“ Pleasance Courtyard / 60 The Pleasance / Edinburgh. 03 Aug 2007 - 27 Aug 2007. „
Some see Adam Bloom as the Josie Long of the late 90s, his material being based primarily around the re-telling of amusing events from his recent life and when criticised for not being a proper comedian, attracting the defence of fans who claim he is so nice in real life. Winning a couple of prestigious awards in 1998, and being nominated for, but ultimately failing to win the coveted Stella Artois award in 1999, Adam has remained a firm presence in the comedy world, producing a forgettable radio show The Problem with Adam Bloom for a few series and having a single stand-up routine about Fanta repeated endlessly on the Paramount Comedy channels to the point of irritating overfamiliarity. His new Fringe show Look at Me, Anybody! is explained as an attempt by the comedian to write more proper jokes, a concern of many comedians this year it seems, while also making sure to include a couple of instances of the word poo for long-time fans. An underlying theme of Adams show is his attempt at anger management, which it soon becomes obvious he hasnt succeeded in partly due to the incompetence of his short-tempered anger management consultant, whose angry response was legally recorded on Adams answer phone and now echoes around the room in the Pleasance Dome each night to the laughter of his guests. Adams anger problem is a genuine one, and even manifested itself entirely accidentally in the performance I attended, which saw him having to apologise towards the end for getting a bit annoyed when some of his jokes didnt get the response he had hoped. Nevertheless, as the old defence goes, he does seem like a genuinely nice guy, interacting with the audience on a personal level that excludes mockery and is more concerned, as usual, with flirting with women he fancies (which he explains is all women ever). This years show is a marked improvement on some shows past, bringing the divide between the loose banter and the firmly structured routines a little closer. To prove he is a proper comedian after all, Adam makes sure to include some edgy jokes about terrorism and the Quran, although this defiance is diluted a little by his insistence that a joke about Muslims inflating a bouncy Mosque is in no way offensive and in fact represents a beautiful, harmonised world. Fortunately, he saves his integrity by ending on a proper, well-deserved punchline about the positive effects of blowing up a building. A routine that works less well is Adams attempt at technical wizardry with the accompaniment of a mobile phone recording as a sort of ventiloquists dummy, but for the most part these are all enjoyable and memorable stories of anger, love and David Jason (an oddly popular reference at Fringe shows this year, almost as much as exclamation marks in show titles). Theres no doubt that the audience is watching a performer in popular decline, his venue shrinking slightly each year, but it seems that Adam Bloom is finally starting to live up to his own hype, even if people with digital TV will have heard some of these jokes before. Look At Me, Anybody! plays at the Pleasance Dome in Bristo Square from 1st to 27th August (not 13th) at 8.15pm, lasting one hour. Prices are £9.50 to £10.50 (£8.00 to £9.00 concessions). Next review: Daniel Kitson Its the Fireworks Talking.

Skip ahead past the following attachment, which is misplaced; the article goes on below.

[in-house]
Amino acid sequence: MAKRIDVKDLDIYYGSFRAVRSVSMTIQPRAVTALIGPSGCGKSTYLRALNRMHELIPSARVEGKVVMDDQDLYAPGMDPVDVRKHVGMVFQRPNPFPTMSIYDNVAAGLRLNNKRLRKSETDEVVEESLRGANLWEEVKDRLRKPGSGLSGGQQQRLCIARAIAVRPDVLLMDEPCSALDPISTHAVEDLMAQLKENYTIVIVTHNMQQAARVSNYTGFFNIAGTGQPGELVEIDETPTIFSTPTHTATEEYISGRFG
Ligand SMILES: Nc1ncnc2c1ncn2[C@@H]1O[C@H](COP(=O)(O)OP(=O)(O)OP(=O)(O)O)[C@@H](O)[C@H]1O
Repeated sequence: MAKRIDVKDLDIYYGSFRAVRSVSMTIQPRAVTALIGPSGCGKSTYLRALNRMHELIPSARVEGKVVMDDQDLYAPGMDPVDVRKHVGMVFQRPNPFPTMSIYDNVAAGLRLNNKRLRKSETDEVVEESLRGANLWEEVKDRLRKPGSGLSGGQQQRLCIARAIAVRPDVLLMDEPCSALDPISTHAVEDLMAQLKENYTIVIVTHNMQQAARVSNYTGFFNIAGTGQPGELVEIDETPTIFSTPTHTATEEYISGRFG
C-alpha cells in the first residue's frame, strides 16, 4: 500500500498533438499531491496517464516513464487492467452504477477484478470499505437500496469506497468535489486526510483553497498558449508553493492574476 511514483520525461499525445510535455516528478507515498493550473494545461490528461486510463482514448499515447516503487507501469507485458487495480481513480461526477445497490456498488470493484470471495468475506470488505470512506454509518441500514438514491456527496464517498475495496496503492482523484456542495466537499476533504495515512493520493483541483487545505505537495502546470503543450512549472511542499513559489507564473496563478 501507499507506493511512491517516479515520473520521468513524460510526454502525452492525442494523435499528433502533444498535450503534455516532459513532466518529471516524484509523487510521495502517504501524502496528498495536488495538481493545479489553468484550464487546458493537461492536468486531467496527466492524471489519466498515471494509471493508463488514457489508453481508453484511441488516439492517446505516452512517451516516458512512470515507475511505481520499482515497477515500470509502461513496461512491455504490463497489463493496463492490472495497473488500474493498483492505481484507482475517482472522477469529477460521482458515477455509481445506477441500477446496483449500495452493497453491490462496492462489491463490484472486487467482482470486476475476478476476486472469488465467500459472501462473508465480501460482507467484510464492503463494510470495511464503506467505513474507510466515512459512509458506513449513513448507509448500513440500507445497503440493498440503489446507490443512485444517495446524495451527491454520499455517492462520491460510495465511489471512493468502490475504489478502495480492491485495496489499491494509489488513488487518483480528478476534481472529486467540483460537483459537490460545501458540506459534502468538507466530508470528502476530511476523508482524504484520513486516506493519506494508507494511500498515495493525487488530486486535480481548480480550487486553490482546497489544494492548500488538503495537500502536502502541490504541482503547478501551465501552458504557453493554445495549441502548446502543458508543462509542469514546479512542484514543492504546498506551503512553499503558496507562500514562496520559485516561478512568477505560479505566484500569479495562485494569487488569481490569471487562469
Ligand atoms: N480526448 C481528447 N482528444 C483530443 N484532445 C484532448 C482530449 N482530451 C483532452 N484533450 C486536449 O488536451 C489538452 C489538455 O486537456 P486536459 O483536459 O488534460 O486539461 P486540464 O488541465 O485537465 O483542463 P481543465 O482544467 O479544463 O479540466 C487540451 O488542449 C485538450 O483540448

The multi award-winning star of BBC Radio 4's 'The Problem with Adam Bloom' returns with an intensely inventive new show. 'He's been one of my favourite stand-ups for about ten years' Ricky Gervais.